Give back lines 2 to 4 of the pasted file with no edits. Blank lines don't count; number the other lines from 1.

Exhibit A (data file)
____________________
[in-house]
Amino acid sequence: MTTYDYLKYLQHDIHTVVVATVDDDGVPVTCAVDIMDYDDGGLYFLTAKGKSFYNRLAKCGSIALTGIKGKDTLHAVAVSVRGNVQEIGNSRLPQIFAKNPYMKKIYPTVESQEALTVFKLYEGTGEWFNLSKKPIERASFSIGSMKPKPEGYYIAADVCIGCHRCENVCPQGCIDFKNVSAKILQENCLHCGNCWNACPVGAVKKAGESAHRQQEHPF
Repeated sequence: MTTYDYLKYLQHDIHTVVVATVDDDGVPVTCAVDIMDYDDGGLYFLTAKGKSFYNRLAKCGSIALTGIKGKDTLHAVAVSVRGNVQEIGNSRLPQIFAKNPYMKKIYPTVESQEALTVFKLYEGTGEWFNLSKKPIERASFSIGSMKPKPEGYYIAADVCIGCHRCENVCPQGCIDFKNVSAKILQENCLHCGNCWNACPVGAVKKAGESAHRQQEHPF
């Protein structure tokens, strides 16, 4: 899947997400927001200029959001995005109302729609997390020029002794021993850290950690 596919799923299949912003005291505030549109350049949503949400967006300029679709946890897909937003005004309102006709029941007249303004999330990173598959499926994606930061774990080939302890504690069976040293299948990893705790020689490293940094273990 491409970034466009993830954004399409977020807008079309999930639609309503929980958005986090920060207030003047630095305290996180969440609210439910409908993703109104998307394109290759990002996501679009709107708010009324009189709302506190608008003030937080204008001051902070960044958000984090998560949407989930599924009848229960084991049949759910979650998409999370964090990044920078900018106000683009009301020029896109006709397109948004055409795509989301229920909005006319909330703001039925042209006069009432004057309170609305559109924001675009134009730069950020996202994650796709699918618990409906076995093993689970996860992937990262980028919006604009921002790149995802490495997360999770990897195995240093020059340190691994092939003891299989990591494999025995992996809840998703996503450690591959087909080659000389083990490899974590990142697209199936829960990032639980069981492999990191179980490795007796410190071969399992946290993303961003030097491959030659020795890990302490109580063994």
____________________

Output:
Amino acid sequence: MTTYDYLKYLQHDIHTVVVATVDDDGVPVTCAVDIMDYDDGGLYFLTAKGKSFYNRLAKCGSIALTGIKGKDTLHAVAVSVRGNVQEIGNSRLPQIFAKNPYMKKIYPTVESQEALTVFKLYEGTGEWFNLSKKPIERASFSIGSMKPKPEGYYIAADVCIGCHRCENVCPQGCIDFKNVSAKILQENCLHCGNCWNACPVGAVKKAGESAHRQQEHPF
Repeated sequence: MTTYDYLKYLQHDIHTVVVATVDDDGVPVTCAVDIMDYDDGGLYFLTAKGKSFYNRLAKCGSIALTGIKGKDTLHAVAVSVRGNVQEIGNSRLPQIFAKNPYMKKIYPTVESQEALTVFKLYEGTGEWFNLSKKPIERASFSIGSMKPKPEGYYIAADVCIGCHRCENVCPQGCIDFKNVSAKILQENCLHCGNCWNACPVGAVKKAGESAHRQQEHPF
């Protein structure tokens, strides 16, 4: 899947997400927001200029959001995005109302729609997390020029002794021993850290950690 596919799923299949912003005291505030549109350049949503949400967006300029679709946890897909937003005004309102006709029941007249303004999330990173598959499926994606930061774990080939302890504690069976040293299948990893705790020689490293940094273990 491409970034466009993830954004399409977020807008079309999930639609309503929980958005986090920060207030003047630095305290996180969440609210439910409908993703109104998307394109290759990002996501679009709107708010009324009189709302506190608008003030937080204008001051902070960044958000984090998560949407989930599924009848229960084991049949759910979650998409999370964090990044920078900018106000683009009301020029896109006709397109948004055409795509989301229920909005006319909330703001039925042209006069009432004057309170609305559109924001675009134009730069950020996202994650796709699918618990409906076995093993689970996860992937990262980028919006604009921002790149995802490495997360999770990897195995240093020059340190691994092939003891299989990591494999025995992996809840998703996503450690591959087909080659000389083990490899974590990142697209199936829960990032639980069981492999990191179980490795007796410190071969399992946290993303961003030097491959030659020795890990302490109580063994």